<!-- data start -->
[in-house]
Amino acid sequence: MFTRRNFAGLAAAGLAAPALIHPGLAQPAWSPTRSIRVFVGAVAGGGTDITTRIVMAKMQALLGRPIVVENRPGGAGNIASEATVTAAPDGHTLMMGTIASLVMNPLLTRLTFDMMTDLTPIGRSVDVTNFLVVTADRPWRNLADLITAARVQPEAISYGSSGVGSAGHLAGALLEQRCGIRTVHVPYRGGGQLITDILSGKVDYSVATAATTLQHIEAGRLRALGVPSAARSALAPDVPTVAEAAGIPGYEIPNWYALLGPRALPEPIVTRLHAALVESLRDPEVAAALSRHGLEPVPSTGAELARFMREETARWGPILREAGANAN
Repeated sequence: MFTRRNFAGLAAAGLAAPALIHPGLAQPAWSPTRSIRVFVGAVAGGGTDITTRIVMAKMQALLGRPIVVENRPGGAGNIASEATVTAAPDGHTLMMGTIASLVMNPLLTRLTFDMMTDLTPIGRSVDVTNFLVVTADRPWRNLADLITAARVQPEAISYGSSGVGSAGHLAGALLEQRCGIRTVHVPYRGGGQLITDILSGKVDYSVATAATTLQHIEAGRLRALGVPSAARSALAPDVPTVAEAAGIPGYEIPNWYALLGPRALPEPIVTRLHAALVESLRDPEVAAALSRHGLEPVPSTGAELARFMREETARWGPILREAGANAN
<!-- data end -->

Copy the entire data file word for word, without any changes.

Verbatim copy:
[in-house]
Amino acid sequence: MFTRRNFAGLAAAGLAAPALIHPGLAQPAWSPTRSIRVFVGAVAGGGTDITTRIVMAKMQALLGRPIVVENRPGGAGNIASEATVTAAPDGHTLMMGTIASLVMNPLLTRLTFDMMTDLTPIGRSVDVTNFLVVTADRPWRNLADLITAARVQPEAISYGSSGVGSAGHLAGALLEQRCGIRTVHVPYRGGGQLITDILSGKVDYSVATAATTLQHIEAGRLRALGVPSAARSALAPDVPTVAEAAGIPGYEIPNWYALLGPRALPEPIVTRLHAALVESLRDPEVAAALSRHGLEPVPSTGAELARFMREETARWGPILREAGANAN
Repeated sequence: MFTRRNFAGLAAAGLAAPALIHPGLAQPAWSPTRSIRVFVGAVAGGGTDITTRIVMAKMQALLGRPIVVENRPGGAGNIASEATVTAAPDGHTLMMGTIASLVMNPLLTRLTFDMMTDLTPIGRSVDVTNFLVVTADRPWRNLADLITAARVQPEAISYGSSGVGSAGHLAGALLEQRCGIRTVHVPYRGGGQLITDILSGKVDYSVATAATTLQHIEAGRLRALGVPSAARSALAPDVPTVAEAAGIPGYEIPNWYALLGPRALPEPIVTRLHAALVESLRDPEVAAALSRHGLEPVPSTGAELARFMREETARWGPILREAGANAN